Memories, Traumas, Corruption and Migrations: Critical Potential of Documentary Film


A series of relevant social and political issues of today are critically examined in regional competition of the special edition of ZagrebDox.

The topics of memory, war traumas, corruption, crime and punishment, economic migrations and the consequences of oppressive institutional systems on the lives of individuals imbue documentary films in the regional competition if the special edition of ZagrebDox, taking place from 4 to 11 October at the SC Cinema and &TD Theatre of the Student Centre in Zagreb. Along with a series of Croatian films, films from Austria, Bosnia and Herzegovina, Hungary, Macedonia, Romania and Slovenia compete in this category. The Bosnian and Herzegovinian director Jasmila Žbanić is back at ZagrebDox with her film Airborne, a seemingly autobiographical, intimate piece about the secondary victims of war. A dramatic testimony of the director’s husband Damir, whom she met in a shelter during the Sarajevo siege, about his fear of flying often takes a humorous course, but at the same time deeply illustrates the psychological consequences of a war trauma experience. The topic of memory, war trauma and intertwined past and present is addressed in the touching Hungarian film The Euphoria of Being by Réka Szabó, which garnered many festival awards, including the Grand Prix in Locarno, Audience Award at the Munich International Documentary Film festival DOK.fest and the best human rights documentary at Sarajevo Film Festival. The film follows a three-month process of making a dance show on the life of Éva Fahidi, an old woman who survived Auschwitz as a 20-year-old girl, where she lost her entire family. A combination of documentary film and dance show exposes the painful and powerful memories of those who survived profound traumas, but it also follows the evolvement of a strong friendship between Éva and young dancer Emesa Cuhorka.

Movements of a Nearby Mountain is set in a remote place beneath the Austrian Alps, directed by Sebastian Brameshuber, an award-winner at Cinéma du Réel, who speaks about a Nigerian migrant repairing cars against the backdrop of the unrelenting mining industry, examining the position of an individual in global economy. The film screened at many festivals and won a host of awards, including a special mention at Viennale and the best political film award at the Hamburg festival. Economic migrations, but the other way around – from the heart of Europe to Southeast Europe – are in the focus of Srđan Šarenac’s Bulgarian Dream. The director’s Two Schools screened at ZagrebDox 2017, and this story focuses on the fate of a German pensioner who, unable to make a decent living in her homeland, moves to Bulgaria. Apart from economic conditions, the film focuses on the issue of aging and the social rejection of pensioners.

The Bulgarian-German director Alexander Nanau in his film Collective provides an uncompromising insight into the achievements and importance of research journalism on the example of exposing corruption in the Romanian health system. The fire in a Bucharest nightclub in 2015 had many casualties, and the event motivated the journalists to explore the condition in Romanian healthcare and unmask large-scale corruption. This documentary was screened at festivals like Sundance, TIFF and IDFA and won awards at DocAviv Film Festival, international film festivals in Sofia, Tromso and La Roche-sur-Yon. Directors Vanja Dimitrova and Natasha Dimitrievska in their film Locked Storms take the audience to a daily life kept away from the public eye – of inmates in correctional facility and patients of a psychiatric hospital. Filming their ‘tenants’ of different profiles, with only one camera and in only a few hours, the directors ask the questions: if these people felt freedom only when they were locked up, what will happen once they leave the institutions? A different view on the Italian mafia, quite detached from the usual fascination with the phenomenon, is presented in the film Daughter of Camorra by Siniša Gačić, focusing on a former member of the infamous Camorra organisation who, after leaving jail, faces the challenges of daily life. Cristina Pinto was the first woman member of the Neapolitan Camorra mafia and after spending 24 years in prison, she is trying to reconnect with her partner Rafaele and built a relationship with her daughter Elena. The film won the best Slovenian documentary film award and was screened at Sarajevo Film Festival as well.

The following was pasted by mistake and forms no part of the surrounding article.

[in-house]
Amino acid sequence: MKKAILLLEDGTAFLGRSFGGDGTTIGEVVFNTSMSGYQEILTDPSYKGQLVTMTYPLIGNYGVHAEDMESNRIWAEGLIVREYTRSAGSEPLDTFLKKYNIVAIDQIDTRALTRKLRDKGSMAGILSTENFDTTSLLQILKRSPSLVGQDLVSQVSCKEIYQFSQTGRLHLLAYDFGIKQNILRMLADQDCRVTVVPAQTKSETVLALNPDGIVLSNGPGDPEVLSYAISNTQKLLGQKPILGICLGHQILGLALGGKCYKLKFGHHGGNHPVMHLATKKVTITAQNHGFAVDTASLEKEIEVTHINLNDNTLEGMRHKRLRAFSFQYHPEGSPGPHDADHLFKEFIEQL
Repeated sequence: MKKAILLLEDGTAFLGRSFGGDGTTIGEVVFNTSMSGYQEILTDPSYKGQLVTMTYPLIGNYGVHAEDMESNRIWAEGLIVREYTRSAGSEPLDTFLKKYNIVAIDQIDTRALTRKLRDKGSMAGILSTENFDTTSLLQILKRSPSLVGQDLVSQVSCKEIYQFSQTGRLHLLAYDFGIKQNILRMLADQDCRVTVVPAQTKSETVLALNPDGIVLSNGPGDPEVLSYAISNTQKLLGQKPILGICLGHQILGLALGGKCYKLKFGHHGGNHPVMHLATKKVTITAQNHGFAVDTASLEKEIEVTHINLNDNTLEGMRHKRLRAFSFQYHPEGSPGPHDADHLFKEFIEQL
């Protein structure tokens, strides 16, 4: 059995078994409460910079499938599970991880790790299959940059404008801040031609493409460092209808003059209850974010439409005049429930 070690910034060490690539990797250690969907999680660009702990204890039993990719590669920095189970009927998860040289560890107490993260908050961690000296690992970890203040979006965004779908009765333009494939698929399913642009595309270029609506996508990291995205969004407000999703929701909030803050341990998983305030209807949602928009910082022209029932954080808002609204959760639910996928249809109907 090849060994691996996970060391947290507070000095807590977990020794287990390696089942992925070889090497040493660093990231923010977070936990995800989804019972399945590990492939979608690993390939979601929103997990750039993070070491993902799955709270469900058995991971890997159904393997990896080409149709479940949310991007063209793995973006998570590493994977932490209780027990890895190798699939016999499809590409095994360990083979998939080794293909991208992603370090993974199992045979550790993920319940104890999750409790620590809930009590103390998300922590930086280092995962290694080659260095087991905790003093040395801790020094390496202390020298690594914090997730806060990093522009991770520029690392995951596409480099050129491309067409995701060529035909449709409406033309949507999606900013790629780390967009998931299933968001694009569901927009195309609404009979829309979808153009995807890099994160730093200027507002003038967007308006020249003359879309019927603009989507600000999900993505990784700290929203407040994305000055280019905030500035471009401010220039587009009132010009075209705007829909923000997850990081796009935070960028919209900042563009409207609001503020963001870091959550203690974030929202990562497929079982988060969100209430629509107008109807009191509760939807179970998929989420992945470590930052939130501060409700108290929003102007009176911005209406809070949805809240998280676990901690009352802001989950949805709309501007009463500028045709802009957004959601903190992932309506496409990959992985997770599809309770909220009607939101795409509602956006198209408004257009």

In The Best of the Rest section we call your attention to Citizen K by the Oscar winner Alex Gibney, this year’s winner of ZagrebDox’s My Generation Award given by the festival director Nenad Puhovski. The protagonist of the film is Mikhail Khodorkovsky, a former oligarch and today’s political dissident. One of the more mysterious characters of the post-Soviet transition in Russia, who acquired his wealth in the turbulent phase of the Soviet Union decay, publicly spoke against Vladimir Putin and accused the Russian regime of corruption. Arrested, he was suddenly stripped off his wealth and with a ten-year prison sentence. From his exile in London he still criticises Puin and the conditions in Russia. Citizen K is not only a story about Khodorkovsky, but also of the complex relationships between the Russian oligarchy and the government, as well as the effects of that relationship on democracy. The acclaimed American director Penny Lane in her provocative but funny film Hail Satan?, the winner of the best feature documentary at Calgary Underground Film Festival, unmasks the background of the growingly popular controversial religious movement. The exciting political thriller iHuman, directed by Tonja Hessen Schei,speaks about the controversies of the mighty but deregulated industry based on AI, going back to the essential question: what kind of future do we want to live in?